Andrea Burgay‘s collages are an extension of her paintings, sculptures and installations, a part of her desire to find connections between organic forms in nature and the human body. This is work as play, an exploration, a journey into the unknown where materials such as found images, text, fabric and fragments of her own drawings and paintings interweave with each other to create a picture that both repulses and attracts, alludes to death, the life cycle and spiritual ceremony.
Burgay’s collages have a painterly aesthetic and textural quality that gives them an added dimension, a greater sense of purpose than the ubiquitous found image cut and paste collages created by many artists. You might say that Burgay’s collages come out of a fine art process, rather than an illustrative one, they are kinsmen to a more traditional art practice. Here’s what she has to say about her work:
I began to think a lot in terms of landscapes when making this work- physical and emotional places combining components of humans and the physical world. It is comforting to me to place the human body in this context, as it seems we are often so far removed from connection with the natural world. Recently, themes of ceremony and celebration have found their way into the work in the form of brighter colours and decorative elements like flags and lights. The idea of religion and ceremony as a path of transcendence from the mortal world interests me as well.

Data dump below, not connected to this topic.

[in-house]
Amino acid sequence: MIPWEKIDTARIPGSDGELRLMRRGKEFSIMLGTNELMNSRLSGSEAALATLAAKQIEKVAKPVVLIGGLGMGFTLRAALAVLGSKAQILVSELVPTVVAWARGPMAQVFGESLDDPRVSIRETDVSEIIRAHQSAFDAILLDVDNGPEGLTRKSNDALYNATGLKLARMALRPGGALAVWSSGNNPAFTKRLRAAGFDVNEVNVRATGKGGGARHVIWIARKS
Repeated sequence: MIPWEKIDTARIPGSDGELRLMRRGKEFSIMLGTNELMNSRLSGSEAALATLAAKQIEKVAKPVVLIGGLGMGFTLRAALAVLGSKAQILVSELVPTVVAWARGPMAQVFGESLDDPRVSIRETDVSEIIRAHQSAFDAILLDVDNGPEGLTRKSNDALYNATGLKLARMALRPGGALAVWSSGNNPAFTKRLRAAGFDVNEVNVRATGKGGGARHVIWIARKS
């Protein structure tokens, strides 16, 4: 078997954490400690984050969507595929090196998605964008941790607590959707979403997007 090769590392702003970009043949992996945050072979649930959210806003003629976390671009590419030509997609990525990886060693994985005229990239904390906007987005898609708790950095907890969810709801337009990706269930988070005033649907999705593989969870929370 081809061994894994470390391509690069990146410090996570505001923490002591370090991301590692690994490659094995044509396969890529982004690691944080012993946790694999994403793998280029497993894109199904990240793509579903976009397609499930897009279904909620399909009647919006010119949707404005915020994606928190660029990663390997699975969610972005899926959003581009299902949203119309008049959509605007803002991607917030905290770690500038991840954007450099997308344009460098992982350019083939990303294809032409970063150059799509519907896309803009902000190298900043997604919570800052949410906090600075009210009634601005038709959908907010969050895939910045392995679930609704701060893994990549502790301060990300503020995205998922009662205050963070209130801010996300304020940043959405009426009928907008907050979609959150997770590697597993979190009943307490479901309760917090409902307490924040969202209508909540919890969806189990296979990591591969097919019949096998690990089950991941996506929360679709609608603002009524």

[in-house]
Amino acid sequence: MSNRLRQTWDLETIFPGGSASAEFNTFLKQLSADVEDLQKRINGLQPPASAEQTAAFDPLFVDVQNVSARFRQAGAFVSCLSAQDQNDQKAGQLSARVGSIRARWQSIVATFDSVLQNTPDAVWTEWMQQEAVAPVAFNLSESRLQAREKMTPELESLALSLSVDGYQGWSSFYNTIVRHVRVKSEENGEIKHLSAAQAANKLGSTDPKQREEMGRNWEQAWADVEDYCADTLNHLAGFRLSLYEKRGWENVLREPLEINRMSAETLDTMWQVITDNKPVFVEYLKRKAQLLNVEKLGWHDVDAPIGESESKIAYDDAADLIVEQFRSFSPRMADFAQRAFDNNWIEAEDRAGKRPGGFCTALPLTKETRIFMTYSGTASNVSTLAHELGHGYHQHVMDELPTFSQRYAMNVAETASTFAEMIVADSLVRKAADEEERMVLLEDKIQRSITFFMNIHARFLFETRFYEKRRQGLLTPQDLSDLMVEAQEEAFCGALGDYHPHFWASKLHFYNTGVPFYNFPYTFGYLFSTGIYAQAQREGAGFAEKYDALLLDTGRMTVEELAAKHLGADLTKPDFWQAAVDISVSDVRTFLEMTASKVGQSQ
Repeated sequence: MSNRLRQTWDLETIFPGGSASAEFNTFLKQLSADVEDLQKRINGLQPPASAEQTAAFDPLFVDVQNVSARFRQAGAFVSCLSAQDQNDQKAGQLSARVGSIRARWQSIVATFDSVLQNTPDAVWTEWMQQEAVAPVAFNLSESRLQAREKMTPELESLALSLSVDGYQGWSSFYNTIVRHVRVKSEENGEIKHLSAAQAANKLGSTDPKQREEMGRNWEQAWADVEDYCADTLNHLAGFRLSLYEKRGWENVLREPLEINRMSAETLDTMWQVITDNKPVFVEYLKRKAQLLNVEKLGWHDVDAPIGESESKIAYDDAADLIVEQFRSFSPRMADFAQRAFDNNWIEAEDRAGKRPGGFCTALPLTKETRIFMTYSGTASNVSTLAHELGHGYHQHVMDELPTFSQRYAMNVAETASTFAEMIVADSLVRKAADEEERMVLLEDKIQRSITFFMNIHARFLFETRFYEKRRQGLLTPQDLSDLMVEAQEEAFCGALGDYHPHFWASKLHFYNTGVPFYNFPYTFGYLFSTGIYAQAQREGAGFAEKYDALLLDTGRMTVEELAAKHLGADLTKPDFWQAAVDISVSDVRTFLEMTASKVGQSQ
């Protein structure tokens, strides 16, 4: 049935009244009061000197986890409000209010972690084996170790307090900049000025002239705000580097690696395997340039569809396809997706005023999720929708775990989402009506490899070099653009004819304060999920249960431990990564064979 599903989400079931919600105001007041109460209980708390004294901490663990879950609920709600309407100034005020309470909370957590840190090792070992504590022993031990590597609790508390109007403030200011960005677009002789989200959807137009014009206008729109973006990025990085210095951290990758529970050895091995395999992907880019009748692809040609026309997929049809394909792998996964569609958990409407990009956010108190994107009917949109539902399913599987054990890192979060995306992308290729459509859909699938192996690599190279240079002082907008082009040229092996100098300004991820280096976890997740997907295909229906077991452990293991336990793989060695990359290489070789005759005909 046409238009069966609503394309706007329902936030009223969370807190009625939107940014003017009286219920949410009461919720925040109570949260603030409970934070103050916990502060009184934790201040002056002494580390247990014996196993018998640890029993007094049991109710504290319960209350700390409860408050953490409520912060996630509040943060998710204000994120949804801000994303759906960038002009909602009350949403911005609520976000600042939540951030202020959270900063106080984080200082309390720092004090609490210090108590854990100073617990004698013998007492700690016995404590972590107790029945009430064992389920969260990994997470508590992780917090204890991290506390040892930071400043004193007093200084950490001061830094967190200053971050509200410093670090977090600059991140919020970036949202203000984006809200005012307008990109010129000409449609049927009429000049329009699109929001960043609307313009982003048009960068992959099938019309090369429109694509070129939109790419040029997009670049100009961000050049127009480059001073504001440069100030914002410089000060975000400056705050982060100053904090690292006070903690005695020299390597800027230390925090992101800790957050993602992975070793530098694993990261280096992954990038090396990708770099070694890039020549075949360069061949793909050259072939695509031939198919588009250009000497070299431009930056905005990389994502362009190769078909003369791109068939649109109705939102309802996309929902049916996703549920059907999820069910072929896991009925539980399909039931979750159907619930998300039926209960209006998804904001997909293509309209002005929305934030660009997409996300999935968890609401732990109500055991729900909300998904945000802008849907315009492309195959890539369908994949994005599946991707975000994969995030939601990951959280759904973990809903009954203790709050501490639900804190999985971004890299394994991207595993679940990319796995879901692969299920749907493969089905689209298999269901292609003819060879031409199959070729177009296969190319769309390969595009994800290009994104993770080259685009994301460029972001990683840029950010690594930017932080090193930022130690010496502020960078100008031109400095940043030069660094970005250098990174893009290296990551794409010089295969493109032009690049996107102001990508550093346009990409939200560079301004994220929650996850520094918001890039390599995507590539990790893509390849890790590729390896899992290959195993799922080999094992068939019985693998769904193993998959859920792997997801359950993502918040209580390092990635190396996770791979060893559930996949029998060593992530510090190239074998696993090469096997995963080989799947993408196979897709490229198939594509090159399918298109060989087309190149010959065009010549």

The materials that I use are the process of many years of saving and scavenging. The collage pieces come from natural history books, Time/Life books, fashion magazines, and sometimes my own drawings and paintings. Often, I make a piece that I’m not thrilled with and break it down to rework parts of it into a new collage. Fabric stores, thrift stores, friends, and various saved clothes or bags are reworked in the sculptures. I’m interested in materials that have interesting textures, odd colors, things that look organic, and sometimes things that are very ugly. The combination of what’s considered traditionally beautiful or ugly is often what appeals to me in the stage of choosing materials.